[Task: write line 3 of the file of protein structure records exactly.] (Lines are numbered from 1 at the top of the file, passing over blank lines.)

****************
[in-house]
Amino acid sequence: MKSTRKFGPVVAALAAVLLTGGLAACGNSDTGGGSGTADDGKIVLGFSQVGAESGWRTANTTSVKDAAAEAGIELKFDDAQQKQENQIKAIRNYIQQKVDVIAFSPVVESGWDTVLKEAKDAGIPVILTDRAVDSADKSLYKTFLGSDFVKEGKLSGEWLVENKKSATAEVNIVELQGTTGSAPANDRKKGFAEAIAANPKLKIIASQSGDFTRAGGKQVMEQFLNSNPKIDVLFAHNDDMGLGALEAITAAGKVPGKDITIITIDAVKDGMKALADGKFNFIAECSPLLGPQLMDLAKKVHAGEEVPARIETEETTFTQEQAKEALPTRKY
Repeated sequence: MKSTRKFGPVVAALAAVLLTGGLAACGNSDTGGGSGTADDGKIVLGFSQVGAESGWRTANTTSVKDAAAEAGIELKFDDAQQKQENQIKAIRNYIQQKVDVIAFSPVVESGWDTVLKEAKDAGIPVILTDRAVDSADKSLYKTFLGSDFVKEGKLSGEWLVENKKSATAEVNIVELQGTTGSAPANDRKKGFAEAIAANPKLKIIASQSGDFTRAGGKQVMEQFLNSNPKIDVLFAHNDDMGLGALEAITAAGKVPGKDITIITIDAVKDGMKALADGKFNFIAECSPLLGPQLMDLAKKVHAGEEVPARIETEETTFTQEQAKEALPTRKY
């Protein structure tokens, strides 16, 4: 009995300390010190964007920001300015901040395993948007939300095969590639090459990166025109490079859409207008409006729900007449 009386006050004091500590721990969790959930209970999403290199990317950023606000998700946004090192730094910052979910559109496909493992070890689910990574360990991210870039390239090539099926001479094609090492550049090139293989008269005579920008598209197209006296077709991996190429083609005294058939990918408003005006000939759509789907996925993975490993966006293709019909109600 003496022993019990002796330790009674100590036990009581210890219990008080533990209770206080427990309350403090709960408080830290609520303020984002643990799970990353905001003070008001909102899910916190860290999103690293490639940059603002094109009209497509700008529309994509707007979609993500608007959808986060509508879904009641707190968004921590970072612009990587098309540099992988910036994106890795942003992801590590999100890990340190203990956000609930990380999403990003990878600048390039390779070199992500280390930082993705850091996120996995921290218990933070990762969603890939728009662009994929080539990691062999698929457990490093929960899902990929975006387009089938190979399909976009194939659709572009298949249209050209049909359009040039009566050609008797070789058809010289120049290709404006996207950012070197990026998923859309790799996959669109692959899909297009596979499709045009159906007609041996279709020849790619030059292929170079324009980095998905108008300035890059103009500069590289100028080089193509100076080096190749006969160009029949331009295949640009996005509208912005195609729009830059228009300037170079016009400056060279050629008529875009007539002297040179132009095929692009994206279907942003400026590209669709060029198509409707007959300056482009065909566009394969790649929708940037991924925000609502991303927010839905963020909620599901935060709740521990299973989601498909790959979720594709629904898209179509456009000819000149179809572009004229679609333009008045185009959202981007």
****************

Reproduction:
Repeated sequence: MKSTRKFGPVVAALAAVLLTGGLAACGNSDTGGGSGTADDGKIVLGFSQVGAESGWRTANTTSVKDAAAEAGIELKFDDAQQKQENQIKAIRNYIQQKVDVIAFSPVVESGWDTVLKEAKDAGIPVILTDRAVDSADKSLYKTFLGSDFVKEGKLSGEWLVENKKSATAEVNIVELQGTTGSAPANDRKKGFAEAIAANPKLKIIASQSGDFTRAGGKQVMEQFLNSNPKIDVLFAHNDDMGLGALEAITAAGKVPGKDITIITIDAVKDGMKALADGKFNFIAECSPLLGPQLMDLAKKVHAGEEVPARIETEETTFTQEQAKEALPTRKY